Even in 2012, it’s not easy for a gay couple to adopt a child—even a child that no one else wants. But in 1979, the prospect seemed almost impossible. Never mind the social disapproval; there were few legal mechanisms in place for two homosexuals to become guardians, let alone adopted parents. Director Travis Fine’s Any Day Now (co-written with George Arthur Bloom) stars Alan Cumming as a West Hollywood drag performer who lives in a shabby apartment, next door to a junkie prostitute who has a teenage son with Down syndrome. When his neighbor gets arrested, Cumming tries to help her boy by calling on the only respectable guy he knows: Garret Dillahunt, a lawyer in the district attorney’s office with whom Cumming recently had a fling. Cumming identifies with the kid as a fellow undesirable, and has a romantic attachment to the notion of being his protector. But Dillahunt is deeply closeted, and though he’s smitten with Cumming, he worries that sticking his neck out for his lover will damage his career.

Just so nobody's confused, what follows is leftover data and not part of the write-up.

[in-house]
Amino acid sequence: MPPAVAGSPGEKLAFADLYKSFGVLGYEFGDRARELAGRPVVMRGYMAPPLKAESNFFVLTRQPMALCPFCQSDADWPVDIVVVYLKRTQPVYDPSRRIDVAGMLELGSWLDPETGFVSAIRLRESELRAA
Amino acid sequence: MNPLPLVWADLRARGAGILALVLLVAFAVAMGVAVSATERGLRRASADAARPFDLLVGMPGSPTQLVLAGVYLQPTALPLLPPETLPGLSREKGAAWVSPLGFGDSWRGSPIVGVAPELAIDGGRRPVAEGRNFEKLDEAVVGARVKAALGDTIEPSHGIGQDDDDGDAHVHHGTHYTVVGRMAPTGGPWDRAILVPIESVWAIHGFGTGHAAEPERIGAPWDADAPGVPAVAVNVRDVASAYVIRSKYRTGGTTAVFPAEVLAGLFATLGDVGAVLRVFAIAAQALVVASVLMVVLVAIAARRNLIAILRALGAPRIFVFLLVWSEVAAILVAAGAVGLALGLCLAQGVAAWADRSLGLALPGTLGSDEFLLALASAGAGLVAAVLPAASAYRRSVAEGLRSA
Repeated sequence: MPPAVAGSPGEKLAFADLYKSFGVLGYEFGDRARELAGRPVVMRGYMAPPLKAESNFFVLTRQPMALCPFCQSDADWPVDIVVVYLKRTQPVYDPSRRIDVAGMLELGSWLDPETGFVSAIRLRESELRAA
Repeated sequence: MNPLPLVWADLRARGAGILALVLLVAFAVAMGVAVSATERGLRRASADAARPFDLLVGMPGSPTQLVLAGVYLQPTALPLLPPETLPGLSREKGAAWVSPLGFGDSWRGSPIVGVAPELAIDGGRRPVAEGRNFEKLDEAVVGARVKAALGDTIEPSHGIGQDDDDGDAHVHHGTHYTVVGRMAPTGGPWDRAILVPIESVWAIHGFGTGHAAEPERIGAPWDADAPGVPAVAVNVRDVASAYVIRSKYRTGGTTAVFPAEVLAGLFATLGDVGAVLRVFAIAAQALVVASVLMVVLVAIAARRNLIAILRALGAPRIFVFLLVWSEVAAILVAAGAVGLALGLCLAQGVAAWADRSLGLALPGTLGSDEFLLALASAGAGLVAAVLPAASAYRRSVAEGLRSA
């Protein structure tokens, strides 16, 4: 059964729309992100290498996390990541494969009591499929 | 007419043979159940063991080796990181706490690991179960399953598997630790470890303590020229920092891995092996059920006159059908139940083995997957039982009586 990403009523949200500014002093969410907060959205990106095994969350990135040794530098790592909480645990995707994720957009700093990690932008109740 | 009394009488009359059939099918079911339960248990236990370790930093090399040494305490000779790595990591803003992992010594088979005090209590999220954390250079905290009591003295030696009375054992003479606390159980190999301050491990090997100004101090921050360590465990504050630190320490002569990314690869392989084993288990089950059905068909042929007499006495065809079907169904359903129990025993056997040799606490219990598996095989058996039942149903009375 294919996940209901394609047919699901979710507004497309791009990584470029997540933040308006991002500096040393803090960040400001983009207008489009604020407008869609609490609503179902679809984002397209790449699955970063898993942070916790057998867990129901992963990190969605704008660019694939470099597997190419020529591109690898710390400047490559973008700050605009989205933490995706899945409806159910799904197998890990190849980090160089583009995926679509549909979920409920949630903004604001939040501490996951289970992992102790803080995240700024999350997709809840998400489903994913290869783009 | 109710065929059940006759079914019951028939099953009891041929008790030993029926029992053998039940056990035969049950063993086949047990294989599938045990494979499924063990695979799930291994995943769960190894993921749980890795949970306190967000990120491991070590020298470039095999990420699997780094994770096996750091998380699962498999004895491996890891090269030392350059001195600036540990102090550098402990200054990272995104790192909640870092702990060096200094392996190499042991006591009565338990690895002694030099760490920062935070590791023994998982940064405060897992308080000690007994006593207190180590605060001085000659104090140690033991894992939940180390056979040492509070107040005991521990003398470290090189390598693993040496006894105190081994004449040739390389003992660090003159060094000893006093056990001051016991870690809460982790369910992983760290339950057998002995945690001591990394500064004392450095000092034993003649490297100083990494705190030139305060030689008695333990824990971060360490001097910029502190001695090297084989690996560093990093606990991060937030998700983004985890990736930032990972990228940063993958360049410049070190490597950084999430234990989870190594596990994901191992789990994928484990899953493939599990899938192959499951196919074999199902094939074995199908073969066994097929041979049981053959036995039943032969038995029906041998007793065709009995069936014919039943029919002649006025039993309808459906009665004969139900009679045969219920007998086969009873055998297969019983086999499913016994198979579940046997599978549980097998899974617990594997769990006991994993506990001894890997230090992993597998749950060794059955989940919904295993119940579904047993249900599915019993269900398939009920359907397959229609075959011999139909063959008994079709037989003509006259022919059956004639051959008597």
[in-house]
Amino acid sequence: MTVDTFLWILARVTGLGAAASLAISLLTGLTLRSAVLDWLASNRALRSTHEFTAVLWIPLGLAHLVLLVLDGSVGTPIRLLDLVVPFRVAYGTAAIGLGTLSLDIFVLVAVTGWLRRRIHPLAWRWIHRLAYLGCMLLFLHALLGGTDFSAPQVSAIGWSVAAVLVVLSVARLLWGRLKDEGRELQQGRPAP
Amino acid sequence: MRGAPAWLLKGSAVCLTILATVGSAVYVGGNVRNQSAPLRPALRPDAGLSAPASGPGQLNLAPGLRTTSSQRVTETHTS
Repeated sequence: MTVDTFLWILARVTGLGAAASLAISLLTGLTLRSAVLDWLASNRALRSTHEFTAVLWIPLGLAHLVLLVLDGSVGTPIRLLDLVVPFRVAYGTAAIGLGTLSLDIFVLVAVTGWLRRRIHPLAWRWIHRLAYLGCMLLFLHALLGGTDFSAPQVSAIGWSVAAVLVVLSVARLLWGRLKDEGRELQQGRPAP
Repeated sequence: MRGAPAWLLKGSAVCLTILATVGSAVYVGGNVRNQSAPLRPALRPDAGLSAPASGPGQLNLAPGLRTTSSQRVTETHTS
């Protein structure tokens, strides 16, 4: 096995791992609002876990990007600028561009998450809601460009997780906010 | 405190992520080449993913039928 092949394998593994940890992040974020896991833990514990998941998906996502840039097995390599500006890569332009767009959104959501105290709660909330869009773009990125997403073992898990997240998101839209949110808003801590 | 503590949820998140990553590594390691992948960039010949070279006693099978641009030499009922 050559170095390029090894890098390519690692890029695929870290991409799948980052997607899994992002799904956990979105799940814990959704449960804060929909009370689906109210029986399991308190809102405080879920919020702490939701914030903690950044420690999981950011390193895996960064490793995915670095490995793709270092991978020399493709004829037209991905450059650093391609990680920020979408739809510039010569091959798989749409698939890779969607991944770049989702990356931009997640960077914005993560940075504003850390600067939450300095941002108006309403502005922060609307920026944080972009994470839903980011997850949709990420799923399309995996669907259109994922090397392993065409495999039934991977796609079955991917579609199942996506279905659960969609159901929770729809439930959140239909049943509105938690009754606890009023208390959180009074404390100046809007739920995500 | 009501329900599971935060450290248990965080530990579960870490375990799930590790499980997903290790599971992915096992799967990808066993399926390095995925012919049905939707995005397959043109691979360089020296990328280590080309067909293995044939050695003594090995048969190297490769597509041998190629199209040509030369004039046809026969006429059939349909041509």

Cumming and Dillahunt are so terrific—as is Isaac Leyva as their ward—that they pull Any Day Now up from its more maudlin and melodramatic elements. The movie is about prejudices both external and self-imposed, and it moves inevitably to the moment when Dillahunt is exposed, and has to fight openly in court for his and Cumming’s right to be Leyva’s dads. What’s really on trial is the homophobia of three decades ago, which is compelling as a piece of social history, but less so as drama, since it’s so obvious what everyone’s role is going to be. The wild cards are the two leads, who each put their own spins on the character of a flaming queen and a straight-laced closet case. Cumming is feisty and combative—not the stereotypical pansy—while Dillahunt is casually affectionate, not overly prim. In other words, they’re playing real people, in a real situation, frustrated by how what feels so natural to them can look so ludicrous to everybody else. Heavy-handedness aside, Any Day Now’s stars get across what’s at stake in a social issue that’s getting closer every day to being settled, but remains damnably controversial.